Third line defense? Hell – I hope that isn’t like third string defense? Because I don’t have a whole lotta faith in third string defenses? Ha.
I sat in my post-op appointment with Dr. G eagerly awaiting the news, any news, the path forward, the plan. (I should mention I sat semi-comfortably with the drain removed!) This is certainly a man with a plan, always a plan. So, there I sat and when he said we are on to our “third line now” and we think a monthly injection is the way to go. Hmm, okay back up, third line? What does that mean exactly. He quickly brushed over the fact that we had exhausted two other treatment methods/drugs or types of drugs at this point. Now, I sat there a bit perplexed? Should I be happy about this? Should I be sad? Disappointed?
I should note that the day before this appointment – officially marked FIVE years. Yes, five years ago – I heard that I had cancer. It seems like an eternity ago. So much has happened during the past five years. So much. So, when I look at things that way, well “third line of defense” seems like great news. One has to understand five years ago (go ahead and insert that whole eighties sit com flashback garble here) understanding the words “I had cancer” it had so many meanings. I had cancer, I had three little kids, I had a husband, I had my dad and my siblings. How was I going to tell any of these people this news? We had just lost my mom almost exactly one year earlier to cancer. How could I bring this damn thing back into everyone’s lives? It almost feels like two different lives, pre and post.
Five years ago on Nov. 1st – I was told I had cancer, the extent, well that would take until Nov. 15th. I will never forget that day either – the day I was told I had metastatic breast cancer, Stage IV – It couldn’t be cured, only managed, I was just 32. My chance of survival for five years? A whopping 22-25 percent chance. Yep, and let me tell you – I am not a gambler. A quarter or less shot that I would be sitting here right now. It seems impossible. Thank GOD I had such incredible people on my side over the past five years. From an incredible medical team, each nurse and doctor, each technician, receptionist and one extremely special social worker. From the really hard chemo, to the radiation, and eventually to the maintenance infusions, they’ve given me such incredible care, compassion and hope. And that’s just the medical team. My family and friends have rallied again and again. My husband and my best friends – the incredible JP and the amazing Miss K. But – Particularly my dad and my two little brothers, Pat and Joe. They supported me in every way. Whether it was sucking down smoothies and watching the Bears attempt to win a game or whether it was just laying around watching marathons of “River Monsters”. I can just never remember feeling truly alone. What an incredible gift.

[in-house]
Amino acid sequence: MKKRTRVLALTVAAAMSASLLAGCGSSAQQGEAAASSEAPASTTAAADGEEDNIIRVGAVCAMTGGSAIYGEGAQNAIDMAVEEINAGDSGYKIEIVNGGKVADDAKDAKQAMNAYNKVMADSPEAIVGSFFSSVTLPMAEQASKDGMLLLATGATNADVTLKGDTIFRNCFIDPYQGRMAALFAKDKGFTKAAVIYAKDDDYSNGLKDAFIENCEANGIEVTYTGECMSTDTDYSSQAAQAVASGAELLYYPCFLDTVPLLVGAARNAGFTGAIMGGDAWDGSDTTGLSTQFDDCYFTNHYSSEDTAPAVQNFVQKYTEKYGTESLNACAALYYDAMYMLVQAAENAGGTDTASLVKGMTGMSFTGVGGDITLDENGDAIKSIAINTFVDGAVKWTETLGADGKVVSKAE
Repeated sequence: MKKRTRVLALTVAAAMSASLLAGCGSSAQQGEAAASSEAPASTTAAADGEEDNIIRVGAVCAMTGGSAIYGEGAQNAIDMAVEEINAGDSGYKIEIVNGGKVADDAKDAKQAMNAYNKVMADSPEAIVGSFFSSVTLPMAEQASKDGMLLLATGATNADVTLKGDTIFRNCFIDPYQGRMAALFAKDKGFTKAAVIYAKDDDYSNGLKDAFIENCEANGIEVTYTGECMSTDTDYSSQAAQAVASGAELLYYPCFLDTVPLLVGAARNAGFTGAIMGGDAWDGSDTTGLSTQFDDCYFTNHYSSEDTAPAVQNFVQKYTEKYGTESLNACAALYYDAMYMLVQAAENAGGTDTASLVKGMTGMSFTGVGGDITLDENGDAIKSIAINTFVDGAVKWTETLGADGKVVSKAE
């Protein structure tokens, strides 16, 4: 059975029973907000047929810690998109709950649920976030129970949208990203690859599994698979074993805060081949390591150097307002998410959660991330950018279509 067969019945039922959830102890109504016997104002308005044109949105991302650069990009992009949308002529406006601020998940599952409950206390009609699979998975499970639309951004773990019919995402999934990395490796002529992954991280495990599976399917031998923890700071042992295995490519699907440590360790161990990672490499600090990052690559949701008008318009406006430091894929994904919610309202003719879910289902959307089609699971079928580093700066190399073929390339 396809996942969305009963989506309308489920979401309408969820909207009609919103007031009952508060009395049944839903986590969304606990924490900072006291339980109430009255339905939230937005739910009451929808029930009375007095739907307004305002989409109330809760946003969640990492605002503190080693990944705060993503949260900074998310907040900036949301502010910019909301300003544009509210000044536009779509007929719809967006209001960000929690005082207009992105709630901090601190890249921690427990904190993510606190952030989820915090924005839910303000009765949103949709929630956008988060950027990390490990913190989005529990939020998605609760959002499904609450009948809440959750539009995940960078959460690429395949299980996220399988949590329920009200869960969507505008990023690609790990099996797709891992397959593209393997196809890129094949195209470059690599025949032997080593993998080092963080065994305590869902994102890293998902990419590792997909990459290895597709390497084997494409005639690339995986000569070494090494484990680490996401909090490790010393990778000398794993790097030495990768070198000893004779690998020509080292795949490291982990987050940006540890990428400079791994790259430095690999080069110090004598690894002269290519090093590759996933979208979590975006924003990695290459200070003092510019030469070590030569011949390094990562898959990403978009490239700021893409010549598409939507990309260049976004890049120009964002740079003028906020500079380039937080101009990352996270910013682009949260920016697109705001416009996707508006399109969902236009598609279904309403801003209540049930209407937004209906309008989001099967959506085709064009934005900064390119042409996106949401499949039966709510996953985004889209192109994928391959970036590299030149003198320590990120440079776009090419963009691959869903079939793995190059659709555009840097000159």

Five years, in just five years I lost my dad and brother to cancer. Right in front of my eyes, they disappeared. Unfair, painful deaths as I sit here with my “stage iv diagnosis”. Two of the men that supported me, that fought for me, that picked me up when I felt like I couldn’t go any more – gone.
So the third line – Hell, I am just so grateful that there is a third line, a fourth line, a fifth line, etc…I feel so fortunate to be here. So fortunate, that I was able to ride the majority of my five years out on the same combination of drugs. A combination that statistically should have bought me maybe 2-3 years. But, here I am.
So, tomorrow I will head into Dr. G’s office for my first injection of this “third line” and I will pray that I will get another five years out of this line. I will hope to see my kids in five years at 17,16 and 15 years old. It seems so far away but, each day, each moment I am trying my hardest to drink in, to hope, to see, to love.